Kitty O’Brien Joyner
Though powered flight started with the Wright Brothers in North Carolina, by the beginning of World War I, the U.S. lagged behind Europe in airplane technology. On March 3, 1915, Congress founded the National Advisory Committee for Aeronautics or NACA to bridge the gap. The organization would later become the National Aeronautics and Space Administration (NASA). Initially, NACA was tasked with coordinating efforts that were already underway across the nation. However, its mission and workforce soon grew to cover a greater role in aeronautics research in the U.S. Research in the 1910s and 1920s included flight tests and streamlining studies. NACA began to hit its stride in the 1930s, when the threat of a new world war forced rapid development and testing of new aircraft.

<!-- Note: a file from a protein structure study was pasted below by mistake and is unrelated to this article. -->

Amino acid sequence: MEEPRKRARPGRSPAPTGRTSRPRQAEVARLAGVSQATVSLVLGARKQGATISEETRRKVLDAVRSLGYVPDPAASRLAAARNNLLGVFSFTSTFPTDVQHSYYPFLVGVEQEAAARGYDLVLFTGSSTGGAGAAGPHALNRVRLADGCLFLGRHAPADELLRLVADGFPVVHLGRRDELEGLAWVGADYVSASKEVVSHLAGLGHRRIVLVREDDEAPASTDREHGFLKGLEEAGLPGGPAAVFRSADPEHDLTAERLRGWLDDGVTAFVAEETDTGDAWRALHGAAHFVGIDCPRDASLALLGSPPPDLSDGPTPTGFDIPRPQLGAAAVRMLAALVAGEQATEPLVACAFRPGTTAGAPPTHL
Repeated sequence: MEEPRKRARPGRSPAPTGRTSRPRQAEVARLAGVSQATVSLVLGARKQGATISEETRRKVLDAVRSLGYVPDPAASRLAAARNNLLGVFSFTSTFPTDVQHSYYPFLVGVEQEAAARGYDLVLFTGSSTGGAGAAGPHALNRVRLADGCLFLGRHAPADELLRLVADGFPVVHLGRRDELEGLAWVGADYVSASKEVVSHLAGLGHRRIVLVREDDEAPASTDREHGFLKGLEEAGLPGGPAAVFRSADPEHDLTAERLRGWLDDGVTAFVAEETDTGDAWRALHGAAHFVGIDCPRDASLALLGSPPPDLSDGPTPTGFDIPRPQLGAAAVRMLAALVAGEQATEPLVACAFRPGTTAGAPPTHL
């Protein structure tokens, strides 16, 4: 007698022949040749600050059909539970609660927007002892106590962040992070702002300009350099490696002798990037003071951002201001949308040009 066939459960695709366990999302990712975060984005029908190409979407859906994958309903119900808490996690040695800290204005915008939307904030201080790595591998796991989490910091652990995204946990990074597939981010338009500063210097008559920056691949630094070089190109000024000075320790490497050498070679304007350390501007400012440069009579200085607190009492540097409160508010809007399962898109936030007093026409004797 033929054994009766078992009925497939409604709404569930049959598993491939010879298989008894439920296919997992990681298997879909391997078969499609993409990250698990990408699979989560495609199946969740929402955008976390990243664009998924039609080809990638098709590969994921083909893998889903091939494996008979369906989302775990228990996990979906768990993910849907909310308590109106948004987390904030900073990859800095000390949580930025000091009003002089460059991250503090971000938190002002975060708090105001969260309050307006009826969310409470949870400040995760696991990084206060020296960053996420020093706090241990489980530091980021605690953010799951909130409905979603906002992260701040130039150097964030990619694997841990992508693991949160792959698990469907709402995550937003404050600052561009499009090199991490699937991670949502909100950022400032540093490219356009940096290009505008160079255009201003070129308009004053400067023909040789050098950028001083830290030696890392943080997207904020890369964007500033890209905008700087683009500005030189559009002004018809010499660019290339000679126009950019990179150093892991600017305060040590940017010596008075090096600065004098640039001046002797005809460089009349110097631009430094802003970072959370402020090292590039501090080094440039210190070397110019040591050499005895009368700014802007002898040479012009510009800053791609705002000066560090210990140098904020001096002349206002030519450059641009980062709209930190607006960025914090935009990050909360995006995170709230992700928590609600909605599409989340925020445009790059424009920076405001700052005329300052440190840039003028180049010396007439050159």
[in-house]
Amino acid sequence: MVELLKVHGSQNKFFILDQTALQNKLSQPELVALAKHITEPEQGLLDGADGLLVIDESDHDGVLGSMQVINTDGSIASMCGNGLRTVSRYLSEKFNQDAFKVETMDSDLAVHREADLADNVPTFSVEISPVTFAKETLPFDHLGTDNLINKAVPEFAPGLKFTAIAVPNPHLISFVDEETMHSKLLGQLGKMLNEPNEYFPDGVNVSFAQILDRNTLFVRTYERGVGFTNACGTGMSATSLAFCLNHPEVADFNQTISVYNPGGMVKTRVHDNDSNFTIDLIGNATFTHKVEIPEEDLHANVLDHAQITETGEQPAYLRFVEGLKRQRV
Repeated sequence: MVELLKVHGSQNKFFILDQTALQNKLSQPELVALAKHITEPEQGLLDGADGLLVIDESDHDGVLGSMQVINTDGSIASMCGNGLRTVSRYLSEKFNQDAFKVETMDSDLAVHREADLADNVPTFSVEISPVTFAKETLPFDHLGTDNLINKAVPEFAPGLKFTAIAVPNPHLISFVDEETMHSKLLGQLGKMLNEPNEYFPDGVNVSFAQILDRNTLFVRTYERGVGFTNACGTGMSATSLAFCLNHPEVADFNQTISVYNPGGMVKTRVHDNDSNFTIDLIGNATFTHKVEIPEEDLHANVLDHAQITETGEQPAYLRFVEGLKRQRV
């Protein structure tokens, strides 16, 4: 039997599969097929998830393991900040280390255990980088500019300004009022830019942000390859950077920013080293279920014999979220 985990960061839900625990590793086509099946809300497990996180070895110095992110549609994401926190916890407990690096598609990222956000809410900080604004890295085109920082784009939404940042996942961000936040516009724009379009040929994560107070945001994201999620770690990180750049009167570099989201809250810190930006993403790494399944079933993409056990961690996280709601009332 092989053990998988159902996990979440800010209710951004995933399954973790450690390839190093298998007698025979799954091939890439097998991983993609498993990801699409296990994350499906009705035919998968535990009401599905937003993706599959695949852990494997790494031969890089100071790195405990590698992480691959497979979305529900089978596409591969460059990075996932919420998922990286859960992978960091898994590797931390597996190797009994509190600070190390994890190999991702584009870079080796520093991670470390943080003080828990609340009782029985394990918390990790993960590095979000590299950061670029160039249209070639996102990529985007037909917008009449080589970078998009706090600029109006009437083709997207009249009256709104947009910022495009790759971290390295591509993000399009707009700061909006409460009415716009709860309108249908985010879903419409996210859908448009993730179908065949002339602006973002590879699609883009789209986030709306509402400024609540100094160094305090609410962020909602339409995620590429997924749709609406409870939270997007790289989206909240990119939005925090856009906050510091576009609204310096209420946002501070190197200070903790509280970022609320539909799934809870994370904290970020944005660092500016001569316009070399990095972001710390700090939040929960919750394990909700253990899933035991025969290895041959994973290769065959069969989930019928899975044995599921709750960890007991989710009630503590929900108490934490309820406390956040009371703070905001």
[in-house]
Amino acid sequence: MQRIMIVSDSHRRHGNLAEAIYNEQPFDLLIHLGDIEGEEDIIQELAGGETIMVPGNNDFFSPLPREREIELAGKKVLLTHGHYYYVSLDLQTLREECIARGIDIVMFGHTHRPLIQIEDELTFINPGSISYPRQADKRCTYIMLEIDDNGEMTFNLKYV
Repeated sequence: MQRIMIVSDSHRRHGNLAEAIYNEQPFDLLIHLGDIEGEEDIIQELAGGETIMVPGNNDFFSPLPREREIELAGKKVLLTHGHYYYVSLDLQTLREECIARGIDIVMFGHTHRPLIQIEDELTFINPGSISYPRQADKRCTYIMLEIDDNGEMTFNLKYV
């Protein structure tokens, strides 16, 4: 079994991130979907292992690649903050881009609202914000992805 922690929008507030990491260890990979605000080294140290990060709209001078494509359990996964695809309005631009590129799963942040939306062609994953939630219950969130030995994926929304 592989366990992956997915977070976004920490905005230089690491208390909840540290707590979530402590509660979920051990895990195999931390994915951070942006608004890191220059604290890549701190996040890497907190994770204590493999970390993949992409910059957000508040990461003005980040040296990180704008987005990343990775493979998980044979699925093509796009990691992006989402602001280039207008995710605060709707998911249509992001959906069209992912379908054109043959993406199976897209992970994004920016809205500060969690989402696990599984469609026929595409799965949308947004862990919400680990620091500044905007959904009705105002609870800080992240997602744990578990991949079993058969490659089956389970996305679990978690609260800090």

In 1939, Kitty O’Brien became the first female engineer hired by NACA. She was an electrical engineer who had just become the first woman to complete her degree in electrical engineering from the University of Virginia. It was “the opportunity of a lifetime to explore an exciting new world.” In and after World War II, while women all over the world were rolling up their sleeves and entering formerly male-dominated roles, Kitty helped to reshape the Langley aeronautical laboratory. She managed several wind tunnels, including supersonic wind tunnels, which are critical for testing new aircraft design on the ground before it goes into flight. These wind tunnels helped to rapidly advance aeronautics for the military and commercial applications, and eventually even helped evolve Space Shuttles. She also helped define the standards for modern aircraft. She worked for NACA and later NASA for several decades and it was at NACA that she met Upshur Joyner, a physicist who would become her husband.
O’Brien-Joyner was a member of the IEEE, an Honorary Life Member of the Engineers Club of the Virginia Peninsula, and member Daughters of the American Revolution. She and her husband had two children and she died in 1993.
Written by Nicole Hutchison